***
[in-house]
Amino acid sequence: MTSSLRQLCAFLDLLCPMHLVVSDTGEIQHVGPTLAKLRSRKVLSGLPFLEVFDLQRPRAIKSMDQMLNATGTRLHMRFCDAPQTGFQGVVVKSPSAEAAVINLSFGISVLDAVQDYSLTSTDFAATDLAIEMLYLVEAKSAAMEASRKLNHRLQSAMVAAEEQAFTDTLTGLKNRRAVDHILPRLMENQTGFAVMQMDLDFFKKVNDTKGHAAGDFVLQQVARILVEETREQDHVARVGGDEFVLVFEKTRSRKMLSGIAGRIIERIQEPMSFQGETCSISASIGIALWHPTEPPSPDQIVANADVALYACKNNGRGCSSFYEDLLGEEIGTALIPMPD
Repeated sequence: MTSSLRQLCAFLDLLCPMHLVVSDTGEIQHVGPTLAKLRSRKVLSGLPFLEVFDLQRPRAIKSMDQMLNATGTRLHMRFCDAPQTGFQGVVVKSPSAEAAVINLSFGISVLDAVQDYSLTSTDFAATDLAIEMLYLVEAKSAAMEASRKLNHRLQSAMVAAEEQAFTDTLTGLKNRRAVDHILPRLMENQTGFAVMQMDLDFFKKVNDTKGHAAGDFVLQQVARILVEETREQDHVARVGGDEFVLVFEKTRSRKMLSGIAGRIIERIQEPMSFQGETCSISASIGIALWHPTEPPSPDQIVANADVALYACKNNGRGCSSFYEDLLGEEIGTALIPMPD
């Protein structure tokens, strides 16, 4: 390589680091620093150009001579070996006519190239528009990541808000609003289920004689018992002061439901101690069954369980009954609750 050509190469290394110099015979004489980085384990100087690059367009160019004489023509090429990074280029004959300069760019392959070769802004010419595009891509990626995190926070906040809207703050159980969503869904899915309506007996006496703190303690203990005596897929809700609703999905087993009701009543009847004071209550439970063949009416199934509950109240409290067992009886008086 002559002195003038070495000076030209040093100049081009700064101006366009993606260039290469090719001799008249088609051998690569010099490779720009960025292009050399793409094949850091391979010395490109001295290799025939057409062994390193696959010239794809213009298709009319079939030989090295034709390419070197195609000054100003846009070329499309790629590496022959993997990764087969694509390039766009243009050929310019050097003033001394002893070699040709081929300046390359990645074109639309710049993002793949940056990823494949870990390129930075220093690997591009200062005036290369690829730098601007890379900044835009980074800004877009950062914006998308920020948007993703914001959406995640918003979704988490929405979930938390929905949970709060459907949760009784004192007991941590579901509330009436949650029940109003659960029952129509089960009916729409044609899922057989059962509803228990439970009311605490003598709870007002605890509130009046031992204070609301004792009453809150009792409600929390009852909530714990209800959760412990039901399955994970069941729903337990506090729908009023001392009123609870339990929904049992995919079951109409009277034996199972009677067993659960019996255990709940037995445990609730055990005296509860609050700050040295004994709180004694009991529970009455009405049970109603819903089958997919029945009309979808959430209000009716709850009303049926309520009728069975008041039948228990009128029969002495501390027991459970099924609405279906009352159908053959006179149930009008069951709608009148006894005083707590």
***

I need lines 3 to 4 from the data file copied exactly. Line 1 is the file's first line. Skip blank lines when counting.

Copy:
Repeated sequence: MTSSLRQLCAFLDLLCPMHLVVSDTGEIQHVGPTLAKLRSRKVLSGLPFLEVFDLQRPRAIKSMDQMLNATGTRLHMRFCDAPQTGFQGVVVKSPSAEAAVINLSFGISVLDAVQDYSLTSTDFAATDLAIEMLYLVEAKSAAMEASRKLNHRLQSAMVAAEEQAFTDTLTGLKNRRAVDHILPRLMENQTGFAVMQMDLDFFKKVNDTKGHAAGDFVLQQVARILVEETREQDHVARVGGDEFVLVFEKTRSRKMLSGIAGRIIERIQEPMSFQGETCSISASIGIALWHPTEPPSPDQIVANADVALYACKNNGRGCSSFYEDLLGEEIGTALIPMPD
């Protein structure tokens, strides 16, 4: 390589680091620093150009001579070996006519190239528009990541808000609003289920004689018992002061439901101690069954369980009954609750 050509190469290394110099015979004489980085384990100087690059367009160019004489023509090429990074280029004959300069760019392959070769802004010419595009891509990626995190926070906040809207703050159980969503869904899915309506007996006496703190303690203990005596897929809700609703999905087993009701009543009847004071209550439970063949009416199934509950109240409290067992009886008086 002559002195003038070495000076030209040093100049081009700064101006366009993606260039290469090719001799008249088609051998690569010099490779720009960025292009050399793409094949850091391979010395490109001295290799025939057409062994390193696959010239794809213009298709009319079939030989090295034709390419070197195609000054100003846009070329499309790629590496022959993997990764087969694509390039766009243009050929310019050097003033001394002893070699040709081929300046390359990645074109639309710049993002793949940056990823494949870990390129930075220093690997591009200062005036290369690829730098601007890379900044835009980074800004877009950062914006998308920020948007993703914001959406995640918003979704988490929405979930938390929905949970709060459907949760009784004192007991941590579901509330009436949650029940109003659960029952129509089960009916729409044609899922057989059962509803228990439970009311605490003598709870007002605890509130009046031992204070609301004792009453809150009792409600929390009852909530714990209800959760412990039901399955994970069941729903337990506090729908009023001392009123609870339990929904049992995919079951109409009277034996199972009677067993659960019996255990709940037995445990609730055990005296509860609050700050040295004994709180004694009991529970009455009405049970109603819903089958997919029945009309979808959430209000009716709850009303049926309520009728069975008041039948228990009128029969002495501390027991459970099924609405279906009352159908053959006179149930009008069951709608009148006894005083707590």